Isaac, R. Elwyn and Lamango, Nazarius S. and Ekbote, Uma and Taylor, C. A. and Hurst, Debra and Weaver, Robert J. and Carhan, Ahmet and Burnham, Susan and Shirras, Alan D. (2007) Angiotensin-converting enzyme as a target for the development of novel insect growth regulators. Peptides, 28 (1). pp. 153-162. ISSN 0196-9781Full text not available from this repository.
Insect angiotensin converting enzyme (ACE) is a zinc metallopeptidase capable of inactivating a variety of small to medium size peptide hormones by cleavage of C-terminal dipeptides and dipeptideamides. High levels of ACE activity are found in the hemolymph and in reproductive tissues of insects, where the enzyme is considered to have an important role in the metabolism of bioactive peptides. Therefore, inhibiting ACE activity is expected to interfere with the peptidergic endocrine system and to have detrimental effects on growth, development and reproduction. We will review the studies showing that ACE inhibitors do indeed disrupt growth and reproduction in various insect species. We will also present some new genetic and pharmacological data that strengthens our conclusion that ACE should be considered as a potential target for the development of new insect growth regulators.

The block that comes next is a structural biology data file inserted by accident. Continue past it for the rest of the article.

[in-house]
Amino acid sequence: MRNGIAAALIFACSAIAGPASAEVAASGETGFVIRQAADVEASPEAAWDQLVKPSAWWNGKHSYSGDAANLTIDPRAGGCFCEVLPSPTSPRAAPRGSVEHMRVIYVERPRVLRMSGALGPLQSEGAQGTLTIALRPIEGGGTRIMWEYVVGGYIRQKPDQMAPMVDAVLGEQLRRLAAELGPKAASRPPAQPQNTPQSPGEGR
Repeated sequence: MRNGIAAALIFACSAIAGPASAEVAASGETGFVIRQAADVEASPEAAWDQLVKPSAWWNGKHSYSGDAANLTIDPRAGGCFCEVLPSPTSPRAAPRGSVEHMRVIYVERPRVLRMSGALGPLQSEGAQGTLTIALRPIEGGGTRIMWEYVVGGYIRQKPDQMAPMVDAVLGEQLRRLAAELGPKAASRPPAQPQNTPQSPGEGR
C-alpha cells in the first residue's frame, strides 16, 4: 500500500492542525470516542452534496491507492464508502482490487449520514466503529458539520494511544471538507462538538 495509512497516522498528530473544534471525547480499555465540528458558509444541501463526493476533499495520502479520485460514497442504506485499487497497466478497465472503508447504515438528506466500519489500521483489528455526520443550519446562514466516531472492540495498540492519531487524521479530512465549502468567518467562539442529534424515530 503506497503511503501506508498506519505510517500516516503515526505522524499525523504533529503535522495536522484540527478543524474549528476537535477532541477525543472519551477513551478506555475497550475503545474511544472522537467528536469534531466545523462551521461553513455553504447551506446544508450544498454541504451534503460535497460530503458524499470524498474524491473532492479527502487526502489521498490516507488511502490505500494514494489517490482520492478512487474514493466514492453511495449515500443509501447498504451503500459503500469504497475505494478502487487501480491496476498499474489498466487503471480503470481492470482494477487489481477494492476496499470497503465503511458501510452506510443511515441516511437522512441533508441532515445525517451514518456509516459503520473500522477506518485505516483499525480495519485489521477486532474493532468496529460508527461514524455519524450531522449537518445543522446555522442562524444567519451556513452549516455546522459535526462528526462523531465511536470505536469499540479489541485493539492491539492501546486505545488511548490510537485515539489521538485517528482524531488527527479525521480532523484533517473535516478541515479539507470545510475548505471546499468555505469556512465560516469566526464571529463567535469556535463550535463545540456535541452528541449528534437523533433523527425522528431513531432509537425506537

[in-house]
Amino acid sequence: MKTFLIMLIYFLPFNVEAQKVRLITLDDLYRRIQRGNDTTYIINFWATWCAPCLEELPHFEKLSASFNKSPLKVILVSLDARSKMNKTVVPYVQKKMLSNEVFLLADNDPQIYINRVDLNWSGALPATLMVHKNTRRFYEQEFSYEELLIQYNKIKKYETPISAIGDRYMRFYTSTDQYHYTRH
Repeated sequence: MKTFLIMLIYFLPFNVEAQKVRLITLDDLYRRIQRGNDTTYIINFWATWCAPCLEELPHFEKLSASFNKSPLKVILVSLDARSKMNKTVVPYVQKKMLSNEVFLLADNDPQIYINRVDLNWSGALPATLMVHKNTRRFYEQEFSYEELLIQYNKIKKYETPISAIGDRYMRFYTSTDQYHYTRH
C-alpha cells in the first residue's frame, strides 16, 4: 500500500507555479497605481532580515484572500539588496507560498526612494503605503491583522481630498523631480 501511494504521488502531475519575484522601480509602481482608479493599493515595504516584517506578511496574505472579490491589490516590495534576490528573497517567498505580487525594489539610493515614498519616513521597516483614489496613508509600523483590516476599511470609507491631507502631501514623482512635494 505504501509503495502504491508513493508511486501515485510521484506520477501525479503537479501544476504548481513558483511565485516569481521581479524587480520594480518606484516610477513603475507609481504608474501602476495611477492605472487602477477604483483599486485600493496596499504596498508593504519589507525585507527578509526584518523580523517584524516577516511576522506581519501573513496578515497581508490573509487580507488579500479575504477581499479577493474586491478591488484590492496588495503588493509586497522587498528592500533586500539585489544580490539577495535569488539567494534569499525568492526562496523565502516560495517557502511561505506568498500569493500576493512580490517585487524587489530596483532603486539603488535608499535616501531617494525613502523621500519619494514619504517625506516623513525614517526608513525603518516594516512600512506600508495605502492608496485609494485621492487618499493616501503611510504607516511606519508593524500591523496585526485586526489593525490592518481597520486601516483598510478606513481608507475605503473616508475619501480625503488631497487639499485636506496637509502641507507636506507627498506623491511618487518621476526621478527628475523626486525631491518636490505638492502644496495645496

|Journal or Publication Title:||Peptides|
|Uncontrolled Keywords:||Insect control ; Angiotensin-converting enzyme ; Reproduction ; Peptidase ; ANCE ; ACE inhibitors|
|Subjects:||Q Science > QH Natural history > QH301 Biology|
|Departments:||Faculty of Science and Technology > Lancaster Environment Centre|
Faculty of Health and Medicine > Biomedical & Life Sciences
|Deposited By:||Dr Alan Shirras|
|Deposited On:||09 Jun 2008 09:21|
|Last Modified:||24 Jan 2017 01:55|
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